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OII Bill Debuts

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WASHINGTON BUREAU — A bill that would create an Office of Insurance Information within the Treasury Department was introduced Friday by Rep. Paul Kanjorski.

H.R. 2609, the Insurance Information Act of 2009, uses language from the OII bill that Kanjorski, D-Pa., introduced in 2008. The earlier OII bill died on the House floor in September 2008.

Kanjorski, D-Pa., is chairman of the House Financial Services Capital Markets, Insurance, and Government Sponsored Enterprises Subcommittee.

Six members of the House Financial Services Committee, including Rep. Judy Biggert, R-Ill., the highest-ranking Republican member of the House Financial Services Subcommittee on Oversight and Investigations, have joined as original cosponsors of the new OII bill.

As proposed in H.R. 2609, the OII would collect and analyze data on insurance; advise the Treasury secretary on major domestic and international policy issues; report to Congress every two years; establish federal policy on international insurance matters; and ensure that state insurance laws remain consistent with federal policy in coordinating international trade agreements.

The bill would also establish an advisory group to help inform and advise the head of the insurance information office. Members of the advisory group would include state regulators, consumer groups and other parties in the insurance industry.

The OII would help Congress and the federal government make better decisions regarding national and international insurance policy, Kanjorski says.

“While most other pieces of the national economy have some sort of knowledge center within the federal government, insurance currently stands without a central office,” Kanjorski says in a statement.

Biggert says she is joining as lead cosponsor because an OII would help “to guide and inform federal policymakers on insurance matters while preserving sound regulatory practices and consumer protections that are currently working well at the state level, as in Illinois.”

The new OII bill is being introduced as the Obama administration prepares to propose changes in the overall financial regulatory system.

In testimony before a House Appropriations Committee subcommittee Thursday, Treasury Secretary Timothy Geithner said a broad set of regulatory change proposals should soon be ready to be unveiled. A proposal for creating a new financial protection consumer products entity could be part of the package.

A spokesman for the Treasury Department said the administration has not yet determined whether insurance products will be among the products that would come under the umbrella of the new consumer protection entity.

The insurance industry was caught off guard by the introduction of H.R. 2609. The House recessed Thursday, when four other insurance bills were introduced, and Kanjorski did not immediately put out a press release disclosing the introduction of the new bill.

A spokesman for Rep. Barney Frank, D-Mass., chairman of the House Financial Services Committee, says the chairman did not know the bill was being reintroduced.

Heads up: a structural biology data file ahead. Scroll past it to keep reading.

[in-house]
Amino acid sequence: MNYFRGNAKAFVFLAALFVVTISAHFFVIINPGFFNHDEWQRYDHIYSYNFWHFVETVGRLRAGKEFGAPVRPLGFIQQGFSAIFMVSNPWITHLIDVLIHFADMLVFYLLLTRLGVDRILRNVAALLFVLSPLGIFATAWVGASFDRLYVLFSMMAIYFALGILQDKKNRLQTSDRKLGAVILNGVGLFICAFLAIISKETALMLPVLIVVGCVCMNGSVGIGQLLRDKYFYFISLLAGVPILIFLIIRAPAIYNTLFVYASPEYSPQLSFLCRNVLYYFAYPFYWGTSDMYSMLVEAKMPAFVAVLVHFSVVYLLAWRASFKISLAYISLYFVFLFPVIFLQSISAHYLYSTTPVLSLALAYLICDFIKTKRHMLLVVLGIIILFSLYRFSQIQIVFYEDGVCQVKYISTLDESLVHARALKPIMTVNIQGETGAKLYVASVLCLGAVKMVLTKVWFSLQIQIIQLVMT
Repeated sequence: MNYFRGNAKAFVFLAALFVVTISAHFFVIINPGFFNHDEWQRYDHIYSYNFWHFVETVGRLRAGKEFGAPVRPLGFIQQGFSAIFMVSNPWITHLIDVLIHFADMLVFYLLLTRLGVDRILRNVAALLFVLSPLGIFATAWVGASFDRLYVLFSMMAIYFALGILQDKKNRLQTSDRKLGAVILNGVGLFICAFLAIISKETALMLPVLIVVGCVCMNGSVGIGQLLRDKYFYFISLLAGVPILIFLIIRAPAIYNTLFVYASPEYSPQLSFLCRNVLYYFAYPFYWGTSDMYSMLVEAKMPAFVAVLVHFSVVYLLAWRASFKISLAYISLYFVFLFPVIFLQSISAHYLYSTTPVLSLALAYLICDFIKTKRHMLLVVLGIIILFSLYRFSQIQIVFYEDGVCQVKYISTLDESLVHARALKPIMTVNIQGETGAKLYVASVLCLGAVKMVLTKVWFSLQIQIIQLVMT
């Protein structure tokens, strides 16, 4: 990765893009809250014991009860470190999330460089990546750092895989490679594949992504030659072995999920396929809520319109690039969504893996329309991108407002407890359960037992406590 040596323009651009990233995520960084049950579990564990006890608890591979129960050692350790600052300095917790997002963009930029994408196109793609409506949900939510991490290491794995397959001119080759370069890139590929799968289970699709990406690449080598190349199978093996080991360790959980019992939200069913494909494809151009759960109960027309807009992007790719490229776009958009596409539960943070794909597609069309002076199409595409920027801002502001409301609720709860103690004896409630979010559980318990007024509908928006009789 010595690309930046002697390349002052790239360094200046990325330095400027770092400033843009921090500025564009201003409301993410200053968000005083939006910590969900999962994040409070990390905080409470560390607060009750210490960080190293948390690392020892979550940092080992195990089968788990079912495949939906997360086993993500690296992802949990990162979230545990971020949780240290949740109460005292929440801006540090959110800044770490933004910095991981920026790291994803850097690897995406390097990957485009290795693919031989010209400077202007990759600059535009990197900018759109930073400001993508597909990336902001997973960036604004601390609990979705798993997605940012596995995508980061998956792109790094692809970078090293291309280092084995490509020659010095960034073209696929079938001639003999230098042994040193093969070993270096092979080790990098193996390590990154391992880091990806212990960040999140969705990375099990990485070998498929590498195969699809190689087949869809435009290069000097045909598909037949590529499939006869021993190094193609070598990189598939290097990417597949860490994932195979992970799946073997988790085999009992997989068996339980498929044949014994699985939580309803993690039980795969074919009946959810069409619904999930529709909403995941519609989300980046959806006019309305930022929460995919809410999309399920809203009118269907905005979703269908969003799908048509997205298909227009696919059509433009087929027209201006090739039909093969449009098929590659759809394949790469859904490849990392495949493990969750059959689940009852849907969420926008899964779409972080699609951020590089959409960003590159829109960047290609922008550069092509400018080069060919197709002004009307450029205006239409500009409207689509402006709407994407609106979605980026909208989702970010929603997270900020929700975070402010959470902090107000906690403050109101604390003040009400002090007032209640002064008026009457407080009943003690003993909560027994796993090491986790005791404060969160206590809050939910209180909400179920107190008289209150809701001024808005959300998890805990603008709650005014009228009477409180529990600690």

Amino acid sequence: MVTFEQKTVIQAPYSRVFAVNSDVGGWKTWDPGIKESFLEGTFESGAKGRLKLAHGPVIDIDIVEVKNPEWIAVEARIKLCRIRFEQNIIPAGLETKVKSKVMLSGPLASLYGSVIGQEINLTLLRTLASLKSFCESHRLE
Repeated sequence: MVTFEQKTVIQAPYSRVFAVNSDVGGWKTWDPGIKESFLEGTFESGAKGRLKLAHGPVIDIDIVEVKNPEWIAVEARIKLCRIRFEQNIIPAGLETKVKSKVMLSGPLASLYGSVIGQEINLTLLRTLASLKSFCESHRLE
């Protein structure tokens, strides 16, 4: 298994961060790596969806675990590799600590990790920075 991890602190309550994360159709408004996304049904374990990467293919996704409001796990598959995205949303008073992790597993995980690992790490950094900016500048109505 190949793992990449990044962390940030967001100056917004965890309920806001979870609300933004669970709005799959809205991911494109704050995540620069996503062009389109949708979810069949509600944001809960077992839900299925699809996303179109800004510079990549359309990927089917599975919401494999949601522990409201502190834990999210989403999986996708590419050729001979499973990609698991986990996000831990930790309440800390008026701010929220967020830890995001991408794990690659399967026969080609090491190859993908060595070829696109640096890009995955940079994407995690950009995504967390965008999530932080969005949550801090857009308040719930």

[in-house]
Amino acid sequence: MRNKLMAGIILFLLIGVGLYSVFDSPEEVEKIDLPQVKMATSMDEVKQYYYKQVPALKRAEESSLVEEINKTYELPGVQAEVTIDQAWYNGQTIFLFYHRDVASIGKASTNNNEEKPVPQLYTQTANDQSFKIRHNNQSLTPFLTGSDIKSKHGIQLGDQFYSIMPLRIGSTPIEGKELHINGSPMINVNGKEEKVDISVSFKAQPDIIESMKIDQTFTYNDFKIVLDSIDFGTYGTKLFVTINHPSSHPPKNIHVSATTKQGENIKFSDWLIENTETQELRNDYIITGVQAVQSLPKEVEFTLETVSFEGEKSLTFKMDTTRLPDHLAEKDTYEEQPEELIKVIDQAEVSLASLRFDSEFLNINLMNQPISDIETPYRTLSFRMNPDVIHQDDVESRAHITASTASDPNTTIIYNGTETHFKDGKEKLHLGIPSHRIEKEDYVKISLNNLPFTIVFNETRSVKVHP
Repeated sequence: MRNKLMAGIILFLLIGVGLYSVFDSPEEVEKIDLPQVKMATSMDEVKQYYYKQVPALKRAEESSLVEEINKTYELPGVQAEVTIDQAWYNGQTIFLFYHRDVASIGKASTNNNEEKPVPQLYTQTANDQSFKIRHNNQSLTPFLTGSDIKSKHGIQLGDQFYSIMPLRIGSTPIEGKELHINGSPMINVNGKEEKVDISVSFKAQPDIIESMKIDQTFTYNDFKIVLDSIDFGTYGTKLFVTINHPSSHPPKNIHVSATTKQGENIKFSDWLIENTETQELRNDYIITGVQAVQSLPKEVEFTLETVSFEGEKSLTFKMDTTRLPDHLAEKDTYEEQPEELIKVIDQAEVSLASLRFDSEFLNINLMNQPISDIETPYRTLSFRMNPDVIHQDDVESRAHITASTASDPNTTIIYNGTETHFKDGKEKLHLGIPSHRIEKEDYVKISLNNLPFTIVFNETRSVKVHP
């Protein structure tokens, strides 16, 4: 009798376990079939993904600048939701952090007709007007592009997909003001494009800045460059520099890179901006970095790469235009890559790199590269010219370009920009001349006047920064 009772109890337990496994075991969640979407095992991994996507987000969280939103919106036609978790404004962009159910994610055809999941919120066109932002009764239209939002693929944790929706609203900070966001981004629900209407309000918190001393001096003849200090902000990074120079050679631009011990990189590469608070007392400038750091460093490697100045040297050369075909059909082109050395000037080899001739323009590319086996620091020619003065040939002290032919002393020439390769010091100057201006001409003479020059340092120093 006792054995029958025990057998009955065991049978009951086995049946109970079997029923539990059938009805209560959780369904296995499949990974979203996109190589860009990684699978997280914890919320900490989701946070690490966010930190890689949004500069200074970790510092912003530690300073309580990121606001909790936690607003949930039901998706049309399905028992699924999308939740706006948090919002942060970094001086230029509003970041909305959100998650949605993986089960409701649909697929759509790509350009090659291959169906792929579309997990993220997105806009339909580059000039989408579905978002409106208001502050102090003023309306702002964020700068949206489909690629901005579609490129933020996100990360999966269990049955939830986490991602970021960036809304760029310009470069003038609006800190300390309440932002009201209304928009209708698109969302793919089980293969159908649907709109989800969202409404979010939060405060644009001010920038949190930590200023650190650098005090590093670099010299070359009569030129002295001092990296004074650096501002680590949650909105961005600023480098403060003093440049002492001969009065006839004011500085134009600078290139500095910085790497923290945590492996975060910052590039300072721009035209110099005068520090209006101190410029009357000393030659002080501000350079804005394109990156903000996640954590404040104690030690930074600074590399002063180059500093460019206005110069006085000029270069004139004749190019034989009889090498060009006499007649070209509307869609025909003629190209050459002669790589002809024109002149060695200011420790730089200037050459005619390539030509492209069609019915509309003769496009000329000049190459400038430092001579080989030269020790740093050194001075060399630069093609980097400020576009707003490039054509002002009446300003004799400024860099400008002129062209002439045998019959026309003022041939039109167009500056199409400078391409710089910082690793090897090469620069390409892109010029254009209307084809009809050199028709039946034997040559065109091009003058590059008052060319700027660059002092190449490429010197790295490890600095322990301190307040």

Only when a press release lauding the bill was released by the American Council of Life Insurers, Washington, did the bill introduction become public knowledge.

In the release, ACLI President Frank Keating says, “Rep. Kanjorski has spoken forcefully about the urgent need for the federal government to develop the expertise and capacity to monitor insurance markets and thus advance the goal of protecting the American economy from threats to the financial system.”

“Life insurance is a $5 trillion industry and affects the lives of more than 75 million American families,” Keating says. “Reform of financial services regulation in the U.S. will be incomplete if the life insurance industry is ignored.”

H.R. 2609 is based on a recommendation contained in a Blueprint on Financial Modernization prepared by the Treasury Department under the guidance of then-Treasury Secretary Henry Paulson. The blueprint was released in March 2008.

The 2008 OII bill sailed through the House Financial Services Committee, and then was placed on the suspension calendar – a mechanism the House uses to expedite passage of measures that have broad, bipartisan support. House leaders scheduled the measure to come up for action in September 2008.

At that point, the old OII bill stalled. It was tabled on orders from House Speaker Nancy Pelosi, D-Calif., at the suggestion of Rep. Jackie Speier, D-Calif. Speier requested that the bill be pulled out of fear that it would pre-empt Proposition 103 and other California initiatives that impose tight control on insurance rates and rules.

Consumer Watchdog, Santa Monica, Calif., a group whose founder, Harvey Rosenthal, spearheaded the campaign that led to voter approval of Prop. 103, is supporting Speier’s efforts to oppose any federal government involvement in insurance regulation.

At the same time that the OII bill died, the House passed a bill that would have created the National Association of Registered Agents and Brokers. The NARAB bill died without Senate action in the last Congress. A similar NARAB bill was introduced in the House Thursday.


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